Wednesday, May 19, 2010

Dylan views from a Singaporean

Finally, and firstly, and most essentially, I have finally decided to put into words my deep fascination and appreciation for all things Dylan.

Singapore and Asia in particular, have never been high on Dylan music, save for a minority few. Simply put, Asian music is all about pop and more pop. Even rock music is saturated to the metal rock of AC/DC and Black Sabbath. Still, there lies a part of me that truly believes that there is a place for folks to discover Dylan the way I got into his music and words way back in 1990.

It is kinda ironic, and significant that it took me 20 years to do this, though, admittedly, I have been writing Dylan articles on Bringing it back all Home website ( since '97 and the articles are surprising still there. My teenage years music consumption was pretty much what everyone was listening to in the 80s, ranging from MJ to new wave british of Spandau and Duran x2.

In the late eighties, U2 raged onto the scene with Joshua and I was all caught up in the Irish rock invasion like everyone else did. But 2 things turned me onto Dylan.

First, the Watchmen graphic novel, where Alan Moore quoted lines from Dylan songs and U2's Rattle and Hum (both album and movie) had Dylan appearing and co-writing and covering Watchtower, which was a mini revelation to me.

Then, more and more, I keep hearing the name Dylan and started reading Rolling Stone mag and discovered RS has a near deity worship for the former Zimmerman. Then one day in 1990, I decided to plunge and bought my first Dylan album, Highway 61 and plonk it into my then cassette player.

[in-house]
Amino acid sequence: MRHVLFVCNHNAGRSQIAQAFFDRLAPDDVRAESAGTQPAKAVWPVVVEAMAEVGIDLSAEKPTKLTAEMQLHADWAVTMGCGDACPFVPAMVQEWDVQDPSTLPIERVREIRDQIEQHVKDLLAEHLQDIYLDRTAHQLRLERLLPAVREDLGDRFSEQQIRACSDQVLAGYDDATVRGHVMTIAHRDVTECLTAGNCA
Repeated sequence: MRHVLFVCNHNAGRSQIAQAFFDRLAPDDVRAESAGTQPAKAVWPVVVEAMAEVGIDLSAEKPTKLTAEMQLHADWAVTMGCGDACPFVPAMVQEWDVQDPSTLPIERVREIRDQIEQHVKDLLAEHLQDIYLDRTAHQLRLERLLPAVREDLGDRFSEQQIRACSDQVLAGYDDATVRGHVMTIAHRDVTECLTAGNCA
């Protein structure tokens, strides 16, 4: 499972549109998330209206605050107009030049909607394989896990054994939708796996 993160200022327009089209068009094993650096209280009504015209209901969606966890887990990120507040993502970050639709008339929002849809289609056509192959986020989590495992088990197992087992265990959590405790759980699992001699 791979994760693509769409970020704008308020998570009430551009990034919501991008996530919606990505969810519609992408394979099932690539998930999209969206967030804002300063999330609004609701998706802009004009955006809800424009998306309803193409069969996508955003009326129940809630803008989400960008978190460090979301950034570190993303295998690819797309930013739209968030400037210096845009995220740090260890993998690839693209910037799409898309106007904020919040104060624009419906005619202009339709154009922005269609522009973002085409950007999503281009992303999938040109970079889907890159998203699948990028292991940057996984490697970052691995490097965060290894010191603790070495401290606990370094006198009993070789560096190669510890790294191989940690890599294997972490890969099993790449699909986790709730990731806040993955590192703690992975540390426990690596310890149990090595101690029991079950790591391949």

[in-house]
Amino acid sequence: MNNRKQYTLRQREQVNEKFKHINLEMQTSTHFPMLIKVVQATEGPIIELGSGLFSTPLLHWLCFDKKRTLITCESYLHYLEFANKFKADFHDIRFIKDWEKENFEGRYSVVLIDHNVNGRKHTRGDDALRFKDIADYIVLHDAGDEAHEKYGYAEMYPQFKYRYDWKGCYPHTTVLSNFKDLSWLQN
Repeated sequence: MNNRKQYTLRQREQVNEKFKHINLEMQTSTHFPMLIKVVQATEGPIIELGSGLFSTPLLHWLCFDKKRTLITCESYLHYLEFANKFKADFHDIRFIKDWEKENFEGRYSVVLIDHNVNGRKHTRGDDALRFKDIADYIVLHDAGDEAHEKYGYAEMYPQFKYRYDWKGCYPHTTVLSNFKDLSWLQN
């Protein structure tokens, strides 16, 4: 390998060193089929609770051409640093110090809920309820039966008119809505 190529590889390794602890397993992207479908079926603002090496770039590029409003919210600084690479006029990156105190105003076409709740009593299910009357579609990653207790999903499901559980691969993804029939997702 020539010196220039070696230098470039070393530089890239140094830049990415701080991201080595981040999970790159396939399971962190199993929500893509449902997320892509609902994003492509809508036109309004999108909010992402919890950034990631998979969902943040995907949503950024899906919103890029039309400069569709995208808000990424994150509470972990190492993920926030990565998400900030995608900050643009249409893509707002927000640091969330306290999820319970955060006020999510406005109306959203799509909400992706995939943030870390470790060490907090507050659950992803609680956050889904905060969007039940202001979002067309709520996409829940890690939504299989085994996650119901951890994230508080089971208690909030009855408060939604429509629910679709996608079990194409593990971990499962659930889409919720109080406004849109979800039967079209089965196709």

The gunshot snare of Like a RS totally blew me away and for the next hour or so, was totally entranced, and confused by equal measures of the rest of HW 61's tracks, most especially on the final epic Desolation Row.

Within a week, I had almost gotten all the essential Dylan up to the 70s, Bringing It, Freewhelin', Blood on the Tracks, with the ception of Blonde on Blonde which was, (would you believe it?) banned in Singapore.

And so there it was, my journey with Dylan began and would last for 20 years and just like his Never ending tour, it keeps on rollin' and tumblin' .... occasionally I would wean myself off Dylan on some current stuff like Travis and even Idol music, but every half year or so, I will come back to a familiar voice and music.

Each time it seems, Dylan has just gotten more out there in the new millennium, and each time, there's always something written about him or interesting to find out about this unrelenting bard. And so, this is where I begin my new blog .... I just hope you will enjoy the ride with me in the coming months as I muse over Dylan. Hopefully, from a different and perhaps, even a fresh perspective from the other side of the world.


  1. Interesting to here about Dylan from somewhere else. Why was Blonde On Blonde banned in Singapore? That is a funny fact.

  2. you will know its even funnier when you know that it was banned for the word amphetamine in just like a woman.

    heck, revolver was not sold in sg for the longest time due to songs like yellow submarine.

    but hey, times are much better now :)